Tiny rollers

Tiny rollers are influencers who, like you, are trying to build their audience. These people are perfect for an email outreach campaign because you’ll both benefit. They get to share your well-crafted content, and you do the same with theirs to build your followings simultaneously. Tiny rollers will be more likely to let you guest post on their site, and in turn, you should let them do the same on yours. To get tiny rollers to respond to your email, you’ll need to demonstrate your and their value. We’ll cover this in #4.

Almost rollers

These are people who are just getting started. They may have a new website but don’t have enough traffic. Almost rollers want people like you to swap content with tiny rollers. Almost rollers barely have an audience, and a link from their site may not be worth very much; however, they will respond to your email. Targeting an almost roller with an outreach campaign is good practice for when you move on to those with bigger followings. Almost rollers are easy to reach. All you need is a call to action to prompt them to want to share your content or link to your site. We’ll cover this in #5.

2. Use a catchy email subject line

A clear subject line that gets right to the point is crucial. You need to position yourself and pitch your content in one short sentence. The subject line is the first thing the recipient of your outreach email will see; if it doesn’t catch their eye, they’re not reading your email.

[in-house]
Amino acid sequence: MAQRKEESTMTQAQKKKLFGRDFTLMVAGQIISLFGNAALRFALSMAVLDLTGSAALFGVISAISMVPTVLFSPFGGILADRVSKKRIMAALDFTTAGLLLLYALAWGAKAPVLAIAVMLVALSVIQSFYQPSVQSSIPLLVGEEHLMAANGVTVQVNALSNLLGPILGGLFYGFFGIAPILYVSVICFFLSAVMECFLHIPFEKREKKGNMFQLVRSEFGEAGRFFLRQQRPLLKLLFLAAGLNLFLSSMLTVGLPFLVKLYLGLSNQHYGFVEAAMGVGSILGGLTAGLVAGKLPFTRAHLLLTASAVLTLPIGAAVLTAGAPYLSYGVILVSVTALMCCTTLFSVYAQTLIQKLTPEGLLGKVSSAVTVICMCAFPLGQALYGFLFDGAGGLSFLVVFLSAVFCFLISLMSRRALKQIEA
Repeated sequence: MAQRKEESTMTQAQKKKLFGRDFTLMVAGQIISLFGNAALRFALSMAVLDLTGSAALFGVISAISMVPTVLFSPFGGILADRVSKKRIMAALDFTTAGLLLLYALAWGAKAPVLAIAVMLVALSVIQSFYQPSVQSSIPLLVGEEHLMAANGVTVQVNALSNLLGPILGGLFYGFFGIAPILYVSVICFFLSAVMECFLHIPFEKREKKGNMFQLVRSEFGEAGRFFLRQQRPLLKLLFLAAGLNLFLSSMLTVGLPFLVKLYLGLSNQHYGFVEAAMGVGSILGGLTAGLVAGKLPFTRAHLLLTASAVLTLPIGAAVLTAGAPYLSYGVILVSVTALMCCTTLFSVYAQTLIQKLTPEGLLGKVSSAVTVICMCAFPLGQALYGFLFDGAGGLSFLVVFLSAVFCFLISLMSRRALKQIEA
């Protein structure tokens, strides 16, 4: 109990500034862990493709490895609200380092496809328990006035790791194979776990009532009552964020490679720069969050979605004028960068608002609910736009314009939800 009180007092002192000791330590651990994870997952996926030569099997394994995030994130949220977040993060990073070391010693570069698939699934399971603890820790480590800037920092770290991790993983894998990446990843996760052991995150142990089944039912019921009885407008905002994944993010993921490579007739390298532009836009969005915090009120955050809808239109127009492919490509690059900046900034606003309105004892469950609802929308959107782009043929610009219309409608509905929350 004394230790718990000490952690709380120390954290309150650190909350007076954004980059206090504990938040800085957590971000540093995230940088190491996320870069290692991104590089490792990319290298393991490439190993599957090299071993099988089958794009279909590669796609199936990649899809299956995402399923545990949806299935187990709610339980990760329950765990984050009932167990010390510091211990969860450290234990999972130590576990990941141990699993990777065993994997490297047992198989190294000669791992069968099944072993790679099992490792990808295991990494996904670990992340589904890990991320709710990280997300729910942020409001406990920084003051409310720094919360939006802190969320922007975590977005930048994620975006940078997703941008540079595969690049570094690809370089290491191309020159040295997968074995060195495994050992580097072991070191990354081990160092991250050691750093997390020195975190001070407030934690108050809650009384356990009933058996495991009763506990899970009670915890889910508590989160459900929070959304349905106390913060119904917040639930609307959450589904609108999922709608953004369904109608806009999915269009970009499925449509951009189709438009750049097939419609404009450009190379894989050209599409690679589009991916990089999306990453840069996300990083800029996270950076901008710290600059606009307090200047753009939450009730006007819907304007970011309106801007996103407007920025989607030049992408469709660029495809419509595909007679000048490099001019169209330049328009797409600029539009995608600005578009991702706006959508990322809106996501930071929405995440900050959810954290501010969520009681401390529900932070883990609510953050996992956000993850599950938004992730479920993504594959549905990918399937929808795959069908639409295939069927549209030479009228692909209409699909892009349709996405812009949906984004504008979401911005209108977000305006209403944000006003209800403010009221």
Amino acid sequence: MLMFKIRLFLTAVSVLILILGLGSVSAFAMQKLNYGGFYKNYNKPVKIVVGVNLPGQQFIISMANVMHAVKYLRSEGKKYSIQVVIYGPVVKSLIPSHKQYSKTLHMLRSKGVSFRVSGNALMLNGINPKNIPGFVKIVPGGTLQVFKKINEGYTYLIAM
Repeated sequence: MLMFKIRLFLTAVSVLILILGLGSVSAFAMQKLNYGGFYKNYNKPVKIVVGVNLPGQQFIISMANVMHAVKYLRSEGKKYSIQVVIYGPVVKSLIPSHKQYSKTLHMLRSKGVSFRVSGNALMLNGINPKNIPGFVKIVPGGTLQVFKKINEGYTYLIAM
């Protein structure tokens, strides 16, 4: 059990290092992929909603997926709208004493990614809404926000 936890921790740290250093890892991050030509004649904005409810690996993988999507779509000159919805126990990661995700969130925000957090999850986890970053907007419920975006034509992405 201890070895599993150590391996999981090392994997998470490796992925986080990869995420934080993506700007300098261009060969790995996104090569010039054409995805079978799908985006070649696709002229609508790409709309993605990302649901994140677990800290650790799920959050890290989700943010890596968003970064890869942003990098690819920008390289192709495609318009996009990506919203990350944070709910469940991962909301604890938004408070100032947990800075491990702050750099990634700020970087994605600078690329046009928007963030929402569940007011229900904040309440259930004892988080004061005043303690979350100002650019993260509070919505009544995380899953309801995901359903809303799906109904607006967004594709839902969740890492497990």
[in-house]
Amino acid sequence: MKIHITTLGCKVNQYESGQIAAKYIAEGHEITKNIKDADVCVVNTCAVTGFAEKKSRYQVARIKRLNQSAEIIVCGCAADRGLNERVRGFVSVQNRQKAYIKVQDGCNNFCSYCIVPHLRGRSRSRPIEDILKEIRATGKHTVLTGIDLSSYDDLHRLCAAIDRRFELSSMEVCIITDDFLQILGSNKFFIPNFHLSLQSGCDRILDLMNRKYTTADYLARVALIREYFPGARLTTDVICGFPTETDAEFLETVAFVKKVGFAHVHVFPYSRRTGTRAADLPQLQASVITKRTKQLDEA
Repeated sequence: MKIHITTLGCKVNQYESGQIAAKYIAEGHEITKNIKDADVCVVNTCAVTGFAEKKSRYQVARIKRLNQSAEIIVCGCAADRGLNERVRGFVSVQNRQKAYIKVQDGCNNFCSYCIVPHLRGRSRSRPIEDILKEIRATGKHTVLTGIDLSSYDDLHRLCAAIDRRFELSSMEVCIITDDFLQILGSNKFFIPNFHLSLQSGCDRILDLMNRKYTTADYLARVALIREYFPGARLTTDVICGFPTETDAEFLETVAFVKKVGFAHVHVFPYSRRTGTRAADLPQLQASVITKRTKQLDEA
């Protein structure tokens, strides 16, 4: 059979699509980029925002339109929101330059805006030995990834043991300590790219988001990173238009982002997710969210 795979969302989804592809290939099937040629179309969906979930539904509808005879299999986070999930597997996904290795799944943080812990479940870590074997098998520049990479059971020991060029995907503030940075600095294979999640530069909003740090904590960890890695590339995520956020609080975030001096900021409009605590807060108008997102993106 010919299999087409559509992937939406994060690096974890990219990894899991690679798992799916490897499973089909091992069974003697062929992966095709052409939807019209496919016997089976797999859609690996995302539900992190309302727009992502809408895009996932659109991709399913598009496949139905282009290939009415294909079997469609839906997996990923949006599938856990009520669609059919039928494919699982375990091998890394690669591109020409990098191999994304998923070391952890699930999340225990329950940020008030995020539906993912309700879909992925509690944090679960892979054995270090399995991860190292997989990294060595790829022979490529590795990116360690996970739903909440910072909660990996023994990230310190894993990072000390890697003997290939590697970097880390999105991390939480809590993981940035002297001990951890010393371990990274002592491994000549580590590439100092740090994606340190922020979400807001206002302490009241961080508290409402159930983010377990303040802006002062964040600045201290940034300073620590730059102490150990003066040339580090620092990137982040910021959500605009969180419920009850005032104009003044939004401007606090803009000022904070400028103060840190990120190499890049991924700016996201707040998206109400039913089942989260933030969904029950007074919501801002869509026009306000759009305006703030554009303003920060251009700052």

Your subject line needs to be easy to understand, direct, specific and relate to your pitch.

Something like “please link to my content” is not going to work so it’s important to get creative. Here are some examples:

  • Visual for <SingleGrain>: Data-driven approach in <...>
  • Loved your post on <Hubspot>. Have some insights to share
  • Should I stay or should I go?

3. Add personalisation

You need the body of your email to be personalised to the person you’re sending it to. If you send the same email to different influencers, they’ll catch on, and you’ll be blacklisted.

By personalizing the email body to the recipient, you are showing them that you are very familiar with their work and their audience, and you understand how valuable they are. You should also ask for guidance if you are targeting a medium roller. Butter them up without grovelling and they’ll be more inclined to share your content or link to it on their site.

Example of email outreach personalization

4. Demonstrate value

The body of your email needs to demonstrate your value. To do so, effectively communicate how valuable you are to the recipient of your email and vice versa. Show how linking to your site or posting your content on theirs adds value on both sides. Avoid long-winded pitches. Be concise and persuasive without begging for a link or a retweet, and get the timing right.

Make sure your pushing is timely and relevant to their expertise and audience. Don’t push content you wrote a year ago or compliment them on something they posted back in the day. Remain current, and you’ll demonstrate how valuable you are to them and how they can be valuable to you.